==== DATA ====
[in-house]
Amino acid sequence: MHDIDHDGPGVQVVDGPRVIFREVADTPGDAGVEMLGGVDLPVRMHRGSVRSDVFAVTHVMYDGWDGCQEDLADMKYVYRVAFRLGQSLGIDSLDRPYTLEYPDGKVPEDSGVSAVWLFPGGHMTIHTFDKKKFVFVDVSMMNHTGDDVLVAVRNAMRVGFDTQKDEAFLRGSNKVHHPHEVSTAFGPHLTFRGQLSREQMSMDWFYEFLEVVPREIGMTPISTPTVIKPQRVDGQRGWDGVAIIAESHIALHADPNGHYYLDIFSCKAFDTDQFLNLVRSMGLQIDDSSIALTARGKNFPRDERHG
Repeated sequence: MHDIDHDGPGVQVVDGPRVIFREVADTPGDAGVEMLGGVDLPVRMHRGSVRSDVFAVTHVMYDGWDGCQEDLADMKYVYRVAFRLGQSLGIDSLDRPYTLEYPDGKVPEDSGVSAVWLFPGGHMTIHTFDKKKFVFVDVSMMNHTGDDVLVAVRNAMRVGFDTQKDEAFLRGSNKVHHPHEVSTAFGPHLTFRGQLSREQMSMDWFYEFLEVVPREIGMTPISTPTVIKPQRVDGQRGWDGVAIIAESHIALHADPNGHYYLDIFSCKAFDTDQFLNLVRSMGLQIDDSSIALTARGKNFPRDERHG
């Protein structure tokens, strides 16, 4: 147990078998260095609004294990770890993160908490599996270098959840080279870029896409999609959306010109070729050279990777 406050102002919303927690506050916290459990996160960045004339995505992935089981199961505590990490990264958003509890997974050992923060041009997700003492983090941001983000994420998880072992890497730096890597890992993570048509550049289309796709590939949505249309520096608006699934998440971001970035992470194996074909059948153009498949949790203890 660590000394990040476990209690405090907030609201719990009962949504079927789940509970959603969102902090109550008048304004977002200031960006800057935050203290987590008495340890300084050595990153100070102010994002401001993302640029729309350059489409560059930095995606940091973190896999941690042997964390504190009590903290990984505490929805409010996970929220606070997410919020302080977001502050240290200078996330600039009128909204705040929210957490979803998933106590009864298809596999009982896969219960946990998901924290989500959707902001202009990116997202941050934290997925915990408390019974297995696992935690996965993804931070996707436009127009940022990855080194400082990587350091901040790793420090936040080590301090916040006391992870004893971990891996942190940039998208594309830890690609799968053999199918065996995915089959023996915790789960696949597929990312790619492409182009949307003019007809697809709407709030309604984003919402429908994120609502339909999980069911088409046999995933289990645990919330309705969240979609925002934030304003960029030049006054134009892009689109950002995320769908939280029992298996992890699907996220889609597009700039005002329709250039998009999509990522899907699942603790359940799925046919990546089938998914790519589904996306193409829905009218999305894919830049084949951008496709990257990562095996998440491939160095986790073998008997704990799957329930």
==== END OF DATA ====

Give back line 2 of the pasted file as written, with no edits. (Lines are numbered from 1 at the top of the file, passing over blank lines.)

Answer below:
Amino acid sequence: MHDIDHDGPGVQVVDGPRVIFREVADTPGDAGVEMLGGVDLPVRMHRGSVRSDVFAVTHVMYDGWDGCQEDLADMKYVYRVAFRLGQSLGIDSLDRPYTLEYPDGKVPEDSGVSAVWLFPGGHMTIHTFDKKKFVFVDVSMMNHTGDDVLVAVRNAMRVGFDTQKDEAFLRGSNKVHHPHEVSTAFGPHLTFRGQLSREQMSMDWFYEFLEVVPREIGMTPISTPTVIKPQRVDGQRGWDGVAIIAESHIALHADPNGHYYLDIFSCKAFDTDQFLNLVRSMGLQIDDSSIALTARGKNFPRDERHG